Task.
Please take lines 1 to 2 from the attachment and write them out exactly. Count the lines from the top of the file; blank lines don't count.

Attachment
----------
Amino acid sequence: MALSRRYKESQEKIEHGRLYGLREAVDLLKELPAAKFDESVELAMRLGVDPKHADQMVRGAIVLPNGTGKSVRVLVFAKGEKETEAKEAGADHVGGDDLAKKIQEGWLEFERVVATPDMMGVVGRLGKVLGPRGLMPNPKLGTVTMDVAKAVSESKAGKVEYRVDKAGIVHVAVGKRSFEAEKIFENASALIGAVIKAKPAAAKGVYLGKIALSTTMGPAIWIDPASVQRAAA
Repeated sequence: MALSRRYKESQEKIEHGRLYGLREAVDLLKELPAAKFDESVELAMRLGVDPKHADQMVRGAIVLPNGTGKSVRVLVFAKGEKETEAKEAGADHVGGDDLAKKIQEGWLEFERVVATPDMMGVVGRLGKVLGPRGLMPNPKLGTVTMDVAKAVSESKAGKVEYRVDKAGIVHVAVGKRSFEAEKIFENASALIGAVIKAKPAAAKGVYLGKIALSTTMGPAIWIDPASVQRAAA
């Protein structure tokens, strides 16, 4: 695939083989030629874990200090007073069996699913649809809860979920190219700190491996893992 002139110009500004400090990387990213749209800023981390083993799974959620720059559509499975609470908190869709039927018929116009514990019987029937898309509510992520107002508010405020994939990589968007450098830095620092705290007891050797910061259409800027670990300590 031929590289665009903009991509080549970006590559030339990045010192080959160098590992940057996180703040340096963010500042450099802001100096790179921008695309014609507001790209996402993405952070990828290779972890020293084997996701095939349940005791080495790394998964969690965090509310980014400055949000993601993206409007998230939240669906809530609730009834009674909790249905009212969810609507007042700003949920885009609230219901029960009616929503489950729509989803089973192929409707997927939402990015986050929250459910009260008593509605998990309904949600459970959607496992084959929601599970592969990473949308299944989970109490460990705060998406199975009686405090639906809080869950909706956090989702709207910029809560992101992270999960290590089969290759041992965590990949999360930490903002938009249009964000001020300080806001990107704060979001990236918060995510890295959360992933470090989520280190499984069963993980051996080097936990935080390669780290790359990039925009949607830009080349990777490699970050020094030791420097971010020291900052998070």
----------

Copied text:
Amino acid sequence: MALSRRYKESQEKIEHGRLYGLREAVDLLKELPAAKFDESVELAMRLGVDPKHADQMVRGAIVLPNGTGKSVRVLVFAKGEKETEAKEAGADHVGGDDLAKKIQEGWLEFERVVATPDMMGVVGRLGKVLGPRGLMPNPKLGTVTMDVAKAVSESKAGKVEYRVDKAGIVHVAVGKRSFEAEKIFENASALIGAVIKAKPAAAKGVYLGKIALSTTMGPAIWIDPASVQRAAA
Repeated sequence: MALSRRYKESQEKIEHGRLYGLREAVDLLKELPAAKFDESVELAMRLGVDPKHADQMVRGAIVLPNGTGKSVRVLVFAKGEKETEAKEAGADHVGGDDLAKKIQEGWLEFERVVATPDMMGVVGRLGKVLGPRGLMPNPKLGTVTMDVAKAVSESKAGKVEYRVDKAGIVHVAVGKRSFEAEKIFENASALIGAVIKAKPAAAKGVYLGKIALSTTMGPAIWIDPASVQRAAA